KIGALI - Rwanda on Tuesday began commemorations marking 20 years since its genocide, with a flame of remembrance due to make a nationwide tour ahead of the anniversary of the horrific events of 1994.
Government officials and survivors assembled at the main genocide memorial in Kigali where the flame was lit in the presence of Foreign Affairs Minister Louise Mushikiwabo, before embarking on a tour of towns and villages in the central African nation, ahead of a period of official mourning that begins on April 7.
"From today, activities of the commemoration of the twentieth anniversary of the genocide will formally commence," Mushikiwabo said.
Three ageing genocide survivors took several minutes to make a fire by rubbing a stick against a rock. They handed the blazing stick to a group of 20 children holding a metal torch and the children lit it.
"We are keenly aware of the hurdles and challenges as well as the length of the road ahead. Effective nation building is no easy task; a genocide legacy makes it much harder," the minister said.
Those assembled listened to survivors talking about how they have managed to get their lives back on track over the course of the past two decades.
Marcel Mutsindashyaka, now 24 and studying in North America, recounted how he was hidden by a Hutu neighbour and grew up in an orphanage. From a job in a cybercafe he went on to set up a news agency, Umuseke.
An estimated 800,000 people, essentially from the Tutsi minority, perished in the genocide, carried out by Hutu extremist militias and troops in the three months from April to June 1994.
Most of the masterminds of the genocide have been tried at the International Criminal Tribunal for Rwanda set up in Arusha, Tanzania, with the backing of the United Nations.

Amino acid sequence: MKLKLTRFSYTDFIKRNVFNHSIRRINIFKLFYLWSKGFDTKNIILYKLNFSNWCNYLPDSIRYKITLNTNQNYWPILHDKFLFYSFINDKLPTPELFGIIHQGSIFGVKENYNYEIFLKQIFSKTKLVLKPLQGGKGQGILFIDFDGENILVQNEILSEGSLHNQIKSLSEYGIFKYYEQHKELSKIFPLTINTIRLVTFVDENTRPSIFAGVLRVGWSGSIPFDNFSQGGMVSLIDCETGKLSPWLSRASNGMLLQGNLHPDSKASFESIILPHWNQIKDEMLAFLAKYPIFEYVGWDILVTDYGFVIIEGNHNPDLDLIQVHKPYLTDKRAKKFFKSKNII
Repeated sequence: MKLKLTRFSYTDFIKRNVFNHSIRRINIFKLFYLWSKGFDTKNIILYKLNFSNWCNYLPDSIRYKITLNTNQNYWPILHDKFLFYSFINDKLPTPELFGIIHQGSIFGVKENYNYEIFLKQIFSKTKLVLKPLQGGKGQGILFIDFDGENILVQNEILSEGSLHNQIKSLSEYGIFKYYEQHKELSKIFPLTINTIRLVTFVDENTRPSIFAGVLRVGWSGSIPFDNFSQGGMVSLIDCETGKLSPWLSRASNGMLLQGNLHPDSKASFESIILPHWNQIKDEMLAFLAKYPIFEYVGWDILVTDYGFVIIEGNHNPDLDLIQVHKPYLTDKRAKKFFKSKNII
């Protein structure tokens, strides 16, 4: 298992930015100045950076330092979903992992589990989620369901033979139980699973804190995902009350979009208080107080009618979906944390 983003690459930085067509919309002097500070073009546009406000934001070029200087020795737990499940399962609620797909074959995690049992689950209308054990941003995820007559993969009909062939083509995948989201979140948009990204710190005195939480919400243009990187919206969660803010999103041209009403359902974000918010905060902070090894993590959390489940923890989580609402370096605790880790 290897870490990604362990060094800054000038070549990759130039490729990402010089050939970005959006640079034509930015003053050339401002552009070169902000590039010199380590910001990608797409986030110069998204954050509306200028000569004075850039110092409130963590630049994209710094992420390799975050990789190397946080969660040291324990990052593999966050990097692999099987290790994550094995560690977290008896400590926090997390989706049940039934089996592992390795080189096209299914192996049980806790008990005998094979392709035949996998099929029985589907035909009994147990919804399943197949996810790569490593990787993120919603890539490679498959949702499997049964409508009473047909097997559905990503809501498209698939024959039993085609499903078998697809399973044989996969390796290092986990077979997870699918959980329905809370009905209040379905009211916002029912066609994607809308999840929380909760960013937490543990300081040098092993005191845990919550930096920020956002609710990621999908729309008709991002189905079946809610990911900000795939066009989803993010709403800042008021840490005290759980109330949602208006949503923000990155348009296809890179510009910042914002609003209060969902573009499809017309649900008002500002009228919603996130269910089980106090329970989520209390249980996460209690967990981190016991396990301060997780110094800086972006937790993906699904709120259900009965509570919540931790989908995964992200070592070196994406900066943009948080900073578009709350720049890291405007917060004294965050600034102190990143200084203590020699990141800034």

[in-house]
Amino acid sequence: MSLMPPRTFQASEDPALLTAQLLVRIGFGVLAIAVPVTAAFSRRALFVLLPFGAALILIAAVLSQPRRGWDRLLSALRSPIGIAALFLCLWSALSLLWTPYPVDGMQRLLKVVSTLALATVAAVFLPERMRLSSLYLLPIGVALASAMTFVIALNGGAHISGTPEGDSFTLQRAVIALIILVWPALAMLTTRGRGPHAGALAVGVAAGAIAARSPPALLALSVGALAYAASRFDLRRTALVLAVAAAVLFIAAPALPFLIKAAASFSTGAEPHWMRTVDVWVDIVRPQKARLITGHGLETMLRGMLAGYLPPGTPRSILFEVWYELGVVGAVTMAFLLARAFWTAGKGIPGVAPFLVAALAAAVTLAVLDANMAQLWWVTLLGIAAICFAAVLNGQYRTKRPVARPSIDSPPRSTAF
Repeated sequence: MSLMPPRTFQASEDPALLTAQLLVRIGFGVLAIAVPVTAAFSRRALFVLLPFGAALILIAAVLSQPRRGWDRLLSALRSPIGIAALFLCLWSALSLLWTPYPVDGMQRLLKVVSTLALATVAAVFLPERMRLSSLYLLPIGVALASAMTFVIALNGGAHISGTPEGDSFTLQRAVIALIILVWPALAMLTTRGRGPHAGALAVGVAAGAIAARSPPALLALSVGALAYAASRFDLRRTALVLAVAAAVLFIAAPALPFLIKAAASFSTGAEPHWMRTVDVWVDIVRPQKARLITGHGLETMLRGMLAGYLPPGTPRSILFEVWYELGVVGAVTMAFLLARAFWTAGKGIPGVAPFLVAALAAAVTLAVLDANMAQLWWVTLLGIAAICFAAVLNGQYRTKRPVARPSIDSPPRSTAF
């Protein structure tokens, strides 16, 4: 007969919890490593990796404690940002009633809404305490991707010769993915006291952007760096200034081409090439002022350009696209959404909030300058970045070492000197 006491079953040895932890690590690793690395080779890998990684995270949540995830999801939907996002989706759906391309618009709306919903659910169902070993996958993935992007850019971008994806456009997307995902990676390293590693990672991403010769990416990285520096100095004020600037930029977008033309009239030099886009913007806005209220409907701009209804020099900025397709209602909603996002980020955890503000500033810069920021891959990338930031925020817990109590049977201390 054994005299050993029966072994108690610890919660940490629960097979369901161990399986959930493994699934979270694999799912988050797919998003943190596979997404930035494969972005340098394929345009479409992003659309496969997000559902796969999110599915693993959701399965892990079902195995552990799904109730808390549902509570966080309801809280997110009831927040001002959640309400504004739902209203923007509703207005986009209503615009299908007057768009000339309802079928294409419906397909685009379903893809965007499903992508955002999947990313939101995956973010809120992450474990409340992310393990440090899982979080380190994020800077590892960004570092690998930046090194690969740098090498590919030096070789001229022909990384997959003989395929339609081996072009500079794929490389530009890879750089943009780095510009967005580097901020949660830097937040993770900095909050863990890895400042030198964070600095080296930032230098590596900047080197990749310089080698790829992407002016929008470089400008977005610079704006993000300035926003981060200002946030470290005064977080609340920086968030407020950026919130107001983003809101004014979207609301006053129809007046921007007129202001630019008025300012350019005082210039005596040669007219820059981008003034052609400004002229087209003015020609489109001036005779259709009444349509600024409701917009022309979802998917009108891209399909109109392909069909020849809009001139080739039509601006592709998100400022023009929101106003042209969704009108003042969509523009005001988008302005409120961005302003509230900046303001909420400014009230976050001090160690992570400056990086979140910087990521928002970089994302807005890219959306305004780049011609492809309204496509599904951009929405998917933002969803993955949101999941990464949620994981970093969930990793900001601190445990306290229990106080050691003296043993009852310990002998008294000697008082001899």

A further two million ordinary Rwandans were tried in grassroots courts known as "gacaca" for their alleged role in the killings, with some two-thirds of the accused found guilty.
Beginning this month, memorial activities will start at both the grassroots and national levels, leading up to April 7 when the national mourning period will start, on the date the slaughter began two decades ago.
The next stop for the flame will be in Western Province at Nyange school, Freddy Mutanguha, country director for Aegis Trust, one of the organisations helping to prepare the lighting ceremony, told AFP.
The school was targeted by extremist Hutu militia in 1997, three years after the genocide. The militia wanted to separate the Tutsi pupils from the Hutus but the students refused and were all killed together.
As the flame arrives in each new district discussions will be organised at community level. They will focus on examining the traits in Rwandan society that meant the genocide was able to happen, where the international community went wrong in ignoring the warnings and how crises elsewhere in the world should be handled. Similar discussions will be held in several foreign capitals including London and New York.
The week starting April 7 is already a period of mourning each year. National television shows footage of the genocide, Rwandans wear purple, which is the colour of mourning, and survivors hold candlelight vigils and wash and re-bury bones that had been consigned to shallow graves.
Activities for the 20th anniversary will include discussions on Rwanda's national identity and on the progress the country has made since the genocide, which destroyed its social and economic fabric.
Rwanda has taken huge strides forward since the end of the genocide, which was stopped by the Rwandan Patriotic Front (RPF), then a rebel movement and now the ruling party. Its leadership has been championed for its economic reform agenda and clampdown on corruption.
The regime's detractors, however, accuse the RPF of President Paul Kagame of clamping down on dissent and committing numerous human rights abuses.